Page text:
Medicare Part D Guide: What You Need to Know
Introduced in 2006, Medicare Part D has since become quite tricky, with hundreds of plans to choose from. But if that sounds daunting, don’t worry—this guide will help you navigate the ins and outs of Part D and determine the best plan for you.
What is Medicare Part D?
Medicare Part D is the part of Medicare that covers only prescription drugs. While Medicare Part A covers drugs administered in a hospital and Part B covers drugs administered in a doctor’s office, Medicare Part D covers the drugs you purchase and take on your own.
Offered by private insurance companies and regulated by the federal government, Medicare Part D offers many choices. Once you select a Part D plan, it takes effect in addition to your Part A and/or Part B coverage. But no matter what plan you choose, it's generally a good idea to have drug coverage—even if you don’t anticipate needing it yet.
Is Medicare Part D mandatory?
No, Medicare Part D is entirely optional. However, there are good reasons why 72% of all Medicare beneficiaries are enrolled in a Part D plan—and why you may want to consider one as well.1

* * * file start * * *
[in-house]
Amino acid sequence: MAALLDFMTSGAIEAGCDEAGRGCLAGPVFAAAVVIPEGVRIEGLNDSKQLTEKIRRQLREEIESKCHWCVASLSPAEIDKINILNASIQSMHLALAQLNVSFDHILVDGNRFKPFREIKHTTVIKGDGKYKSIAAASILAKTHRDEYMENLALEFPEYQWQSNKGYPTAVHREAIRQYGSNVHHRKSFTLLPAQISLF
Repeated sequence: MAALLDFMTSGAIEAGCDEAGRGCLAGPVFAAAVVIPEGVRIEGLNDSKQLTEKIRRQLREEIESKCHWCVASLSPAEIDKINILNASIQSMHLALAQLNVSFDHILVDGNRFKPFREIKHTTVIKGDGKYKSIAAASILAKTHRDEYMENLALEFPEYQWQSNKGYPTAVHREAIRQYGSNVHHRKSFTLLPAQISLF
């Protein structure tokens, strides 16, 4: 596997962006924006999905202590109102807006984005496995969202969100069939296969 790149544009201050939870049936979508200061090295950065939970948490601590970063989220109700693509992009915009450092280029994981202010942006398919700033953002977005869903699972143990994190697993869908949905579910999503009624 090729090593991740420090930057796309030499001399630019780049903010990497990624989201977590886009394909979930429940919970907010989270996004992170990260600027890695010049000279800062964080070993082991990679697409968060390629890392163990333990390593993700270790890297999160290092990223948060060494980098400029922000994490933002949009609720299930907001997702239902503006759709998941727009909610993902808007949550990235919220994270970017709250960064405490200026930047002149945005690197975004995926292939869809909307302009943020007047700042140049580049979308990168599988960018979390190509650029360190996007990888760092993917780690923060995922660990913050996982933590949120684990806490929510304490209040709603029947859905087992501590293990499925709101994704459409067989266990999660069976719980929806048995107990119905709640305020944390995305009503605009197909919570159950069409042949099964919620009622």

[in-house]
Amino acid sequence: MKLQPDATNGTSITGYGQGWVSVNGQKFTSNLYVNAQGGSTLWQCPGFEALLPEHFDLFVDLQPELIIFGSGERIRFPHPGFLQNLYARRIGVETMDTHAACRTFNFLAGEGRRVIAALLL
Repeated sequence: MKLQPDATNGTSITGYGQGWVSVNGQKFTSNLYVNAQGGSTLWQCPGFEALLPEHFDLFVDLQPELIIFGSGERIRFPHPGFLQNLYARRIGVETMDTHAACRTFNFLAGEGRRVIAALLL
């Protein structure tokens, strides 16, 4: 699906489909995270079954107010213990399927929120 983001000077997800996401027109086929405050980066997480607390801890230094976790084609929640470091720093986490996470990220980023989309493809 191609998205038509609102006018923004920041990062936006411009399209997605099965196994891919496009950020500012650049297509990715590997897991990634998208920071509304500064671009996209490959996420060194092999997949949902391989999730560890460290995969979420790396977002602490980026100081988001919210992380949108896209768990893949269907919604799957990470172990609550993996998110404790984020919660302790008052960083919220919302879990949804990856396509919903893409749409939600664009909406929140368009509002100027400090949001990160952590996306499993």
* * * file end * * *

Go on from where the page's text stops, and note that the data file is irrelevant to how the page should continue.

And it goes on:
- If you take medications but don’t have coverage elsewhere, Part D is a clear solution.
- If your existing coverage (such as through your employer) is not as good as Part D, then you may want to enroll in Part D to avoid paying penalties later. It’s important to note that these penalties increase each month that you don’t have Part D coverage.
- Even if you don’t take medications now, enrolling in a Part D plan now can be beneficial. Just like it doesn’t help to buy auto insurance after a crash, it doesn’t help to wait until you are diagnosed with a serious illness to buy Part D insurance. Chances are, you’ll need it down the road.
If you don’t enroll in Part D now but decide to after the appropriate enrollment period, you will then pay those late penalties—unless you have creditable coverage.